women

Perfect Brows 

They said her eyebrows were beautiful. They made her eyes look perfect. Neela had no choice but to sit before the mirror for an hour before her performance everyday. She stared at her reflection blankly while the other girls bordered her eyes with kohl, painted them with cheap eyeliner and shaped her eyebrows. Neela hated her work at the bar. While her mesmerising moves entertained the customers, her mind wandered away, free from the tangles of her red hair and folds of her shimmery dress. Her beautiful eyes went peeking into her childhood alleys, glancing at the mountains of her dreams, as she danced on. She never wanted to dance at the bar, where either they ogled at her thighs, or didn’t care. A sixteen year old Neela was left with no choice when her father lost his job and the responsibility of feeding seven mouths fell upon her.

She couldn’t complain when they tweezed and plucked her eyebrows to make it look perfect every day. Then covered her skin with cheap foundation to disguise  the slightly swollen skin under her perfect brows. She silently endured the pain. With every tug of the tweezer, they seemed to pluck off her freedom, her voice, her dreams, and her desires. They aimed for a perfect arch, sharp and beautifully carved- because it made her look sultry. Neela burned in agony and rage, her face rigid, as if set in stone.
Today was a special day for the manager. The bar was celebrating its one year anniversary. Neela was given a bright red costume, and was asked to dance longer.
However, when the senior girls came to dress her, they found the door shut from inside. Neela didn’t unlock the door even after repeated banging and yelling. They started to worry and was about to call the manager when the door flung open and Neela stepped out in a sparkling red dress, her face pale without makeup, and dangerously swollen skin, all red and slightly bleeding, at the place where her eyebrows were supposed to be. She had plucked every single hair from both her eyebrows. Her eyes looked at their shocked faces defiantly. Loud music played at the background along with raucous, drunk voices and the clanking of glass.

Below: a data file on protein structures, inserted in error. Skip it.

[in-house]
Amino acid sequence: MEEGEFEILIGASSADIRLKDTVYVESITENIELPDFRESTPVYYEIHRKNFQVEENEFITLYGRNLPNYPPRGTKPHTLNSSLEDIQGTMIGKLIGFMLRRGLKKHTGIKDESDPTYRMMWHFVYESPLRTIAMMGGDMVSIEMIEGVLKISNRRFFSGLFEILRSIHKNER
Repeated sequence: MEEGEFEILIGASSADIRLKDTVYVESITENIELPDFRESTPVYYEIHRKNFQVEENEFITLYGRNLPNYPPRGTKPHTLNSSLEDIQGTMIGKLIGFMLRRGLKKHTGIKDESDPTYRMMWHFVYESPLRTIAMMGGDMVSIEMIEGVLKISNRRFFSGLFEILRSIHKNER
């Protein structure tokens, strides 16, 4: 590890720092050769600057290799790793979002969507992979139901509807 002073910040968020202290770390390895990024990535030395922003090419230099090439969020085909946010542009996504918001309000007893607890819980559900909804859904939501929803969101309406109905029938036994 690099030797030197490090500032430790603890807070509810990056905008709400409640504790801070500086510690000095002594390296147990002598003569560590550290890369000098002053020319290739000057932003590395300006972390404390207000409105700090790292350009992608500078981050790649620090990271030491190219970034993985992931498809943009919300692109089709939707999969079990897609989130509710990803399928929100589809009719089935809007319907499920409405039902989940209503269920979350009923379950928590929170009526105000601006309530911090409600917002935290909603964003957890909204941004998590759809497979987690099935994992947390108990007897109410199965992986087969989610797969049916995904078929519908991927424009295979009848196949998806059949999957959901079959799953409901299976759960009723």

Via daily prompt:

Pluck

Pain Pastiche

Snow skin, soft voice,

A frame so petite,

Light steps and shy smiles,

I’m branded beautiful.

But a tug at my reverie, it snaps!

Shards of illusion scattered around,

I am just a black woman,

A thick, heavy, dark, Negro Woman.

So you hate me and beat me,

Starve and enslave me,

But take my loathed body,

Watch me numb my soul, and give in completely.

Purple bruises blend perfectly,

I am blasé to all pain,

My dreams smother in despair,

And wash away in tears which dry…

But I write about waterfalls,

Paint bright pink flamingos,

All in my mind’s canvas,

‘Cause black women with ink and paint,

Are only witches to be shamed and cursed.

And finally I die,

My body laid next to the spirit long buried,

From which I rise another time,

Ready to be tortured, ready to be told.

So here I am again, prettier this time,

With small feet and rosy cheeks,

I thank God-

Now I shall not be despised.

Well-

I am now a Japanese Wife,

Victim of a forced marriage,

A potential actress too-

But you don’t need to know that.

But you should remind me of my femininity every time,

Snatch away the sake and the smoke,

And yes, the life too-

Berate my apparition,

Every time you see her singing to trees,

Crushing dried leaves under her feet,

Plucking flowers on a solitary night.

[This poetry is an original creation, inspired from two masterpieces- “And The Soul Shall Dance” by Wakako Yamauchi and “In Search of My Mother’s Gardens” by Alice Walker. The theme of universality of women’s oppression has been recognised and is the essence of this poetry.]